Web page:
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How to read commercial dog food labels

All commercial pet food is regulated by the AAFCO. This agency sets the standards and does the testing on the ingredients that pet food manufacturers use in their food products. Because of the number of different food products and ingredients used, these standards can be somewhat vague. This gives manufacturers much leeway in meeting up to these standards. So having the AAFCO stamp of approval on a dog food label does not mean that the ingredients used to make that product are good for our dogs.

How then are we as consumers going to know what is the best dog food to serve our pets? Dog food labels provide us with much information. Some of it can be misleading. So if we want to feed our dogs with a nutritious meal, it is important for us to gain some knowledge in how to read and interpret what a label is really telling us.

Many of us are loyal to certain brands of dog food mostly because of the many marketing programs we have been subjected to. We think that we are buying a good product. However, many of us don’t know that if a product name has an ingredient in its name (beef chow,) then 95% of that products weight must be of that ingredient, if it is a dry food or 70% if it is a wet food product. If the label mentions the word dinner or formula (chicken dinner,) then 25% of the weight of that product must be of that ingredient.

The ingredients of a particular dog food product are listed by weight in descending order. So if we were to read the ingredients of say a “chicken dinner” product, then by the percentages mentioned above, the chicken is only 1/4 of the product and therefore probably not the main ingredient. The main ingredients are more likely to be corn and bone meal. Both are undesirable as main ingredients and are mostly found in generic or discounted brands.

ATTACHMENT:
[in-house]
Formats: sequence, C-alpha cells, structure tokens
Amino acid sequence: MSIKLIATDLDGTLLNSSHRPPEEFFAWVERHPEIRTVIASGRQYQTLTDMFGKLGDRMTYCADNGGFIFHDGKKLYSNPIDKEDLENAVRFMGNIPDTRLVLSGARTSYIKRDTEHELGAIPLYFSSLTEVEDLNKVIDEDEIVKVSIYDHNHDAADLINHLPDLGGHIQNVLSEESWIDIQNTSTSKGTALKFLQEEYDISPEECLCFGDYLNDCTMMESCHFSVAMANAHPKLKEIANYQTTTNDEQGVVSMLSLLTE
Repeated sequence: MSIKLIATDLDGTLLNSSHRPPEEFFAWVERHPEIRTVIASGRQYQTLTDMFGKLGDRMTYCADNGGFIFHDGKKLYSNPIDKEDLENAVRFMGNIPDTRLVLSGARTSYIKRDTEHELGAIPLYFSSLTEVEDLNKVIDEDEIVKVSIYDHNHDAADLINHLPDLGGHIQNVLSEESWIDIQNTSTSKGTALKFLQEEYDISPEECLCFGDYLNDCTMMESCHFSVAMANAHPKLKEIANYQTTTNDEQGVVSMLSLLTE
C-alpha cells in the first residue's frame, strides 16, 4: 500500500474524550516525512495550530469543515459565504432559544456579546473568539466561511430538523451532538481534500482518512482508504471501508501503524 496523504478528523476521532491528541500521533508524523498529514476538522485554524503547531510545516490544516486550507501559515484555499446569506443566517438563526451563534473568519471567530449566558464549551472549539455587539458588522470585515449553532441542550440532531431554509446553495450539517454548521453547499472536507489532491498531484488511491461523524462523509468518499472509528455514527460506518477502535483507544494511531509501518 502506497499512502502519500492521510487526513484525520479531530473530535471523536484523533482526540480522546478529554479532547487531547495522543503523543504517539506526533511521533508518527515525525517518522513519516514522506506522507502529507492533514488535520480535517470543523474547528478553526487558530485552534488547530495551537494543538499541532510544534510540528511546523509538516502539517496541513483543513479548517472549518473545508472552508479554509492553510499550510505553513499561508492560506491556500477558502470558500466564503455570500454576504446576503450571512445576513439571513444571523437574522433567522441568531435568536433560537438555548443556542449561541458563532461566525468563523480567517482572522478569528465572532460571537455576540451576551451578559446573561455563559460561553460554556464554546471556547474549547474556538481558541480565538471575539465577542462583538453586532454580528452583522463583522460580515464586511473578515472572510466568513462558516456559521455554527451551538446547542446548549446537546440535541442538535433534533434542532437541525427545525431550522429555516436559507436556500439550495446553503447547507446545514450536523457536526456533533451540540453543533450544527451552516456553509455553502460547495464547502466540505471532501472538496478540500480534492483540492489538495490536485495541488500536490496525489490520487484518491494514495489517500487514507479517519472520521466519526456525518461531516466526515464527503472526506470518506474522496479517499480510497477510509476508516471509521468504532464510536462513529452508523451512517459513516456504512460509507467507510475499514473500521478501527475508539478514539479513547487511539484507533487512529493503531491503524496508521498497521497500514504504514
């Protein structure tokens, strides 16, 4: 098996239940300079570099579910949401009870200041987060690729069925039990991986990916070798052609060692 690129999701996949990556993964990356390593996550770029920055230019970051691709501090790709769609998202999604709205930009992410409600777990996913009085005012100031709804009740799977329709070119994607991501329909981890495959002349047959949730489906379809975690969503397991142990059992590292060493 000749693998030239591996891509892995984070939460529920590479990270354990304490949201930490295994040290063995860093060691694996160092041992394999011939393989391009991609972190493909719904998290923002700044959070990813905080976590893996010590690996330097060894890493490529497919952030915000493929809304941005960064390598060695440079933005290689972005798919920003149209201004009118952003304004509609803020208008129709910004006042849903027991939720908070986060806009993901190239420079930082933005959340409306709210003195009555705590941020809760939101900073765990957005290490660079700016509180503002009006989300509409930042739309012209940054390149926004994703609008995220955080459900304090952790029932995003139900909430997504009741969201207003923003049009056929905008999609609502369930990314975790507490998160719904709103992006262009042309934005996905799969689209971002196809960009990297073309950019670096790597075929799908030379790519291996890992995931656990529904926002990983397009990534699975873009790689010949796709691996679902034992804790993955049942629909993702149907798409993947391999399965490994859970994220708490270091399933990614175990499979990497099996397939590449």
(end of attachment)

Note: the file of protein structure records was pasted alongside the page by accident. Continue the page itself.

Many labels don’t mention an ingredient in the product name. Instead the word “flavored” will be used. In this case there is no amount requirement for a percentage of an ingredient in the product. The product, with whatever ingredients are used, is just flavored with the taste of say chicken. “Natural” dog food is another word found on labels. All that this is stating is that no artificial colors or ingredients, and preservatives are being used. “Premium” dog food is worth mentioning because products using this word in their labels follow the AAFCO standards to the fullest and their products provide good nutritional value.

One of the best ways to find a good quality dog food product when checking out the list of ingredients is to identify the first fat ingredient source. Many times we will see on the ingredient list items such as beef fat or chicken fat. The ingredients listed prior to the fat source are the product’s main ingredients. The more ingredients listed the lower quality of the food product. The items listed after the fat source are just fillers and flavorings used to enhance the product.

Not all dog food brands are bad. We can find the right commercial dog food for our dogs by just taking a little extra time in reading the labels more thoroughly. By knowing what is really in that can or bag can help us to maintain a healthier and more nutritious menu for our best friends.

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